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|Title: ||What Is eHealth (6): Perspectives on the Evolution of eHealth Research|
|Authors: ||Ahern, David K|
Kreslake, Jennifer M
Phalen, Judith M
|Keywords: ||Health services research|
Outcome and process assessments (health care)
|Issue Date: ||31-Mar-2006|
|Publisher: ||Gunther Eysenbach; Centre for Global eHealth Innovation, Toronto, Canada|
|Citation: ||David K Ahern, Jennifer M Kreslake, Judith M Phalen.What Is eHealth (6): Perspectives on the Evolution of eHealth Research. J Med Internet Res 2006;8(1):e4 <URL: http://www.jmir.org/2006/1/e4/>|
|Abstract: ||[This item is a preserved copy and is not necessarily the most recent version. To view the current item, visit <URL: http://www.jmir.org/2006/1/e4/>] Background: The Internet provides tremendous opportunities for innovative research, but few publications on the use of the Internet for recruiting study participants exist. This paper summarizes our experiences from 2 studies in which we attempted to recruit teenagers on the Internet for a questionnaire study to evaluate a smoking-cessation website.
Objective: To evaluate strategies of recruiting teenagers for the evaluation of a smoking-cessation website through the Internet.
Methods: In Study 1 (Defined Community Recruitment), we sent invitation emails to registered members of a youth health website, CyberIsle. A total of 3801 email addresses were randomly divided into 2 groups. In the first group, emails indicated that the first 30 respondents would receive a Can $20 electronic gift certificate for use at an online bookstore if they would go to the Smoking Zine website and respond to a short survey. For the second group, the email also indicated that respondents would receive an additional Can $10 gift certificate if they referred their friends to the study. Reminder emails were sent 10 days after the sending of the initial invitation email. In Study 2 (Open Recruitment), we posted invitation messages on Web discussion boards, Usenet forums, and one specialized recruitment website, and attempted a snowball recruiting strategy. When potential participants arrived at the study site, they were automatically randomized into either the higher incentives group (Can $15 electronic gift certificate) or lower incentive group (Can $5 gift certificate).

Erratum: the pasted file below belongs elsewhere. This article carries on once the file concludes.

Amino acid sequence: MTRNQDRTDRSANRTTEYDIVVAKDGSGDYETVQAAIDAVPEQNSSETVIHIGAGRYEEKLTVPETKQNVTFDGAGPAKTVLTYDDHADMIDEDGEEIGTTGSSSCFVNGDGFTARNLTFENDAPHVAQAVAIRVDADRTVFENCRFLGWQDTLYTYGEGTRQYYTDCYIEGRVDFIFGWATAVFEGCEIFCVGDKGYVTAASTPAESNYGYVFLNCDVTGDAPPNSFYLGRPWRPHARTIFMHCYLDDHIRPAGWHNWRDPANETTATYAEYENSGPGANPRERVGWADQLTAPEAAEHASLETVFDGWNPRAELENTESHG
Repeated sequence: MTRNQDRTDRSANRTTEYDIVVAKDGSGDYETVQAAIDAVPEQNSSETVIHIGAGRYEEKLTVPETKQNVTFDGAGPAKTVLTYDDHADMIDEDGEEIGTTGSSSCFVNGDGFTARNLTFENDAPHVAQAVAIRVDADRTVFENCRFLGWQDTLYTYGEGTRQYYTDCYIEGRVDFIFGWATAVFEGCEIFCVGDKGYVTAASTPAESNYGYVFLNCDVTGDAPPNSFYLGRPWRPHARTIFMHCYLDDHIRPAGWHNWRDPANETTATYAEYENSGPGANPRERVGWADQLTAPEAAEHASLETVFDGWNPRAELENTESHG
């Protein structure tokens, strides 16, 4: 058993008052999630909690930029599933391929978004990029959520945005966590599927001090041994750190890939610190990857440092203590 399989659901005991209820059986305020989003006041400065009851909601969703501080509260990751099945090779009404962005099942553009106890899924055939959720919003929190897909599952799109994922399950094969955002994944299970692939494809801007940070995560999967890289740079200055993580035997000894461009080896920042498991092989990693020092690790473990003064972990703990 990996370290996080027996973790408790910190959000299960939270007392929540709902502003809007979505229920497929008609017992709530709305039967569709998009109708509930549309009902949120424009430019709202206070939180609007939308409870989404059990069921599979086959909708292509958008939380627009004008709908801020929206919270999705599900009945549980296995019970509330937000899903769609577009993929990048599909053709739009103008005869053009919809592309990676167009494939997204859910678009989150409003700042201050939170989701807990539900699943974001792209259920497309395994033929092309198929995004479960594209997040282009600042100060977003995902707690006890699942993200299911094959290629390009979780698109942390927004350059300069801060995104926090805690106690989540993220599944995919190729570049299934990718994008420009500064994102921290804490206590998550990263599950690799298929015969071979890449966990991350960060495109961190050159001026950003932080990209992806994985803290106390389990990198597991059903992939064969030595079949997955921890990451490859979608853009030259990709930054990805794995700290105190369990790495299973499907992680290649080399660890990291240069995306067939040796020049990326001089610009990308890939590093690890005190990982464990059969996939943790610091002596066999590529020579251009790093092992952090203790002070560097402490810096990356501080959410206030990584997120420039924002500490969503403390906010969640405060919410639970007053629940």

Results: In Study 1 (defined community recruitment), 2109 emails were successfully delivered. Only 5 subjects (0.24%), including 1 referred by a friend, passed the recruitment process and completed the questionnaire; a further 6 individuals visited the information page of the study but did not complete the study. In Study 2 (open recruitment), the number of users seeing the advertisement is unknown. A total of 35 users arrived at the website, of whom 14 participants were recruited (8 from the Can $15 gift certificate group and 6 from the Can $5 gift certificate group). Another 5 were recruited from the general Internet community (3 from discussion boards and 2 from the Research Volunteers website). The remaining 9 participants were recruited through friend referrals with the snowball strategy.
Conclusions: Overall, the recruitment rate was disappointingly low. In our case, recruitment using Internet technologies including email, electronic discussion boards, Usenet forums, and websites did not prove to be an effective approach for soliciting young subjects to participate in our research. Possible reasons are discussed, including the participants' perspective. A major challenge is to differentiate trustable and legitimate messages from spam and fraudulent misinformation on the Internet. From the researchers' perspective, approaches are needed to engage larger samples, to verify participants' attributes, and to evaluate and adjust for potential biases associated with Internet recruitment.|
|Description: ||Reviewer: Bock, B|
|Other Identifiers: ||doi:10.2196/jmir.8.1.e4|
|Rights: ||Copyright (cc) Retained by author(s) under a Creative Commons License: http://creativecommons.org/licenses/by/2.0/|
|Appears in Collections:||Volume 8 (2006)|
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